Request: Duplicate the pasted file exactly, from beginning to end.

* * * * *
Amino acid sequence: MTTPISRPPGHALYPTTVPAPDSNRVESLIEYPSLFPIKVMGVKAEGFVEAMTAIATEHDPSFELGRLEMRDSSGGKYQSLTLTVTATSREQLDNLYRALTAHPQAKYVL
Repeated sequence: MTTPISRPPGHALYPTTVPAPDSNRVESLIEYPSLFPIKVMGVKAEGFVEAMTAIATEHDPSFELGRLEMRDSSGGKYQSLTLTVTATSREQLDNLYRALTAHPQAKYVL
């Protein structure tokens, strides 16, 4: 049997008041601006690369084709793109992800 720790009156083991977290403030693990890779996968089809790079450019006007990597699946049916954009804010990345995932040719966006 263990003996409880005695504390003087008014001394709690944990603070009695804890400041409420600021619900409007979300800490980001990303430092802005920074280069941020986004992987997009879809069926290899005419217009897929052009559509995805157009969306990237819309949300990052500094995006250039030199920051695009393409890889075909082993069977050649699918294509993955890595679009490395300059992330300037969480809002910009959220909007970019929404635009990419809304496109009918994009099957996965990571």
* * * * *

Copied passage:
Amino acid sequence: MTTPISRPPGHALYPTTVPAPDSNRVESLIEYPSLFPIKVMGVKAEGFVEAMTAIATEHDPSFELGRLEMRDSSGGKYQSLTLTVTATSREQLDNLYRALTAHPQAKYVL
Repeated sequence: MTTPISRPPGHALYPTTVPAPDSNRVESLIEYPSLFPIKVMGVKAEGFVEAMTAIATEHDPSFELGRLEMRDSSGGKYQSLTLTVTATSREQLDNLYRALTAHPQAKYVL
């Protein structure tokens, strides 16, 4: 049997008041601006690369084709793109992800 720790009156083991977290403030693990890779996968089809790079450019006007990597699946049916954009804010990345995932040719966006 263990003996409880005695504390003087008014001394709690944990603070009695804890400041409420600021619900409007979300800490980001990303430092802005920074280069941020986004992987997009879809069926290899005419217009897929052009559509995805157009969306990237819309949300990052500094995006250039030199920051695009393409890889075909082993069977050649699918294509993955890595679009490395300059992330300037969480809002910009959220909007970019929404635009990419809304496109009918994009099957996965990571």